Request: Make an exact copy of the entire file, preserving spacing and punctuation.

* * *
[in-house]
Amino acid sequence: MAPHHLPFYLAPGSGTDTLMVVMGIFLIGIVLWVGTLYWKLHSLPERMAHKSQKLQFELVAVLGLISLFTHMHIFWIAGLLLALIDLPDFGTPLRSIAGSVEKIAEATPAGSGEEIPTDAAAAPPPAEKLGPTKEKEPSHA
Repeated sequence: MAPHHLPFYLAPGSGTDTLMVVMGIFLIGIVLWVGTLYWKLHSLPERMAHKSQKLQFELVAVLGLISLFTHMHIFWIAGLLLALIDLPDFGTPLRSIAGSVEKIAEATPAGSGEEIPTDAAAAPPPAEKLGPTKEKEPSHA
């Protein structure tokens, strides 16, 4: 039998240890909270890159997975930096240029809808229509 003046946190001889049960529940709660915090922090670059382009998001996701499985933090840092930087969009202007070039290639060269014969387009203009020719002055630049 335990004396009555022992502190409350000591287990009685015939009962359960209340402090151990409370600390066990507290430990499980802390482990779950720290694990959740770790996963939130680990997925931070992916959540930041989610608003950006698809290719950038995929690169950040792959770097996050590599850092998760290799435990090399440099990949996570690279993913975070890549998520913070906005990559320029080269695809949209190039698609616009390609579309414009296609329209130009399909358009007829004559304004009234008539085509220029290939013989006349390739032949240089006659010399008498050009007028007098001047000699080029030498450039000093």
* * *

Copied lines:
[in-house]
Amino acid sequence: MAPHHLPFYLAPGSGTDTLMVVMGIFLIGIVLWVGTLYWKLHSLPERMAHKSQKLQFELVAVLGLISLFTHMHIFWIAGLLLALIDLPDFGTPLRSIAGSVEKIAEATPAGSGEEIPTDAAAAPPPAEKLGPTKEKEPSHA
Repeated sequence: MAPHHLPFYLAPGSGTDTLMVVMGIFLIGIVLWVGTLYWKLHSLPERMAHKSQKLQFELVAVLGLISLFTHMHIFWIAGLLLALIDLPDFGTPLRSIAGSVEKIAEATPAGSGEEIPTDAAAAPPPAEKLGPTKEKEPSHA
């Protein structure tokens, strides 16, 4: 039998240890909270890159997975930096240029809808229509 003046946190001889049960529940709660915090922090670059382009998001996701499985933090840092930087969009202007070039290639060269014969387009203009020719002055630049 335990004396009555022992502190409350000591287990009685015939009962359960209340402090151990409370600390066990507290430990499980802390482990779950720290694990959740770790996963939130680990997925931070992916959540930041989610608003950006698809290719950038995929690169950040792959770097996050590599850092998760290799435990090399440099990949996570690279993913975070890549998520913070906005990559320029080269695809949209190039698609616009390609579309414009296609329209130009399909358009007829004559304004009234008539085509220029290939013989006349390739032949240089006659010399008498050009007028007098001047000699080029030498450039000093």